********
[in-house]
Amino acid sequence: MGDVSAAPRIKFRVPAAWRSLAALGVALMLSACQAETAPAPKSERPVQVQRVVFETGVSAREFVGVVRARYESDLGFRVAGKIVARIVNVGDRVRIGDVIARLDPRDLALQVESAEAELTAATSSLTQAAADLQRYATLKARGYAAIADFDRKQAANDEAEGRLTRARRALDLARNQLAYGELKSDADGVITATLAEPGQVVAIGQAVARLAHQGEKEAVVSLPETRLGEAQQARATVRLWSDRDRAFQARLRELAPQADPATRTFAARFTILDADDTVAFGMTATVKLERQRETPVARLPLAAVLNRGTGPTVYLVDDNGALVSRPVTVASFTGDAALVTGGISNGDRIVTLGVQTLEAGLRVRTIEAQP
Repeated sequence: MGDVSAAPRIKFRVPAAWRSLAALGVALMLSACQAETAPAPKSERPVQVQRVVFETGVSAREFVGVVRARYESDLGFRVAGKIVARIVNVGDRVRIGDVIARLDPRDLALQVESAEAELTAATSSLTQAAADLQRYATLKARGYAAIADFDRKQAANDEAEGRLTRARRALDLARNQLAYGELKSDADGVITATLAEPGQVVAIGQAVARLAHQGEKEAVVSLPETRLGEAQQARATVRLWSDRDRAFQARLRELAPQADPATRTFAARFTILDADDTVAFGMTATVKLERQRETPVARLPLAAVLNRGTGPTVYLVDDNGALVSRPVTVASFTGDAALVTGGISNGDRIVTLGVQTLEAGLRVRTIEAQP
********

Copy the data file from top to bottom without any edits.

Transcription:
[in-house]
Amino acid sequence: MGDVSAAPRIKFRVPAAWRSLAALGVALMLSACQAETAPAPKSERPVQVQRVVFETGVSAREFVGVVRARYESDLGFRVAGKIVARIVNVGDRVRIGDVIARLDPRDLALQVESAEAELTAATSSLTQAAADLQRYATLKARGYAAIADFDRKQAANDEAEGRLTRARRALDLARNQLAYGELKSDADGVITATLAEPGQVVAIGQAVARLAHQGEKEAVVSLPETRLGEAQQARATVRLWSDRDRAFQARLRELAPQADPATRTFAARFTILDADDTVAFGMTATVKLERQRETPVARLPLAAVLNRGTGPTVYLVDDNGALVSRPVTVASFTGDAALVTGGISNGDRIVTLGVQTLEAGLRVRTIEAQP
Repeated sequence: MGDVSAAPRIKFRVPAAWRSLAALGVALMLSACQAETAPAPKSERPVQVQRVVFETGVSAREFVGVVRARYESDLGFRVAGKIVARIVNVGDRVRIGDVIARLDPRDLALQVESAEAELTAATSSLTQAAADLQRYATLKARGYAAIADFDRKQAANDEAEGRLTRARRALDLARNQLAYGELKSDADGVITATLAEPGQVVAIGQAVARLAHQGEKEAVVSLPETRLGEAQQARATVRLWSDRDRAFQARLRELAPQADPATRTFAARFTILDADDTVAFGMTATVKLERQRETPVARLPLAAVLNRGTGPTVYLVDDNGALVSRPVTVASFTGDAALVTGGISNGDRIVTLGVQTLEAGLRVRTIEAQP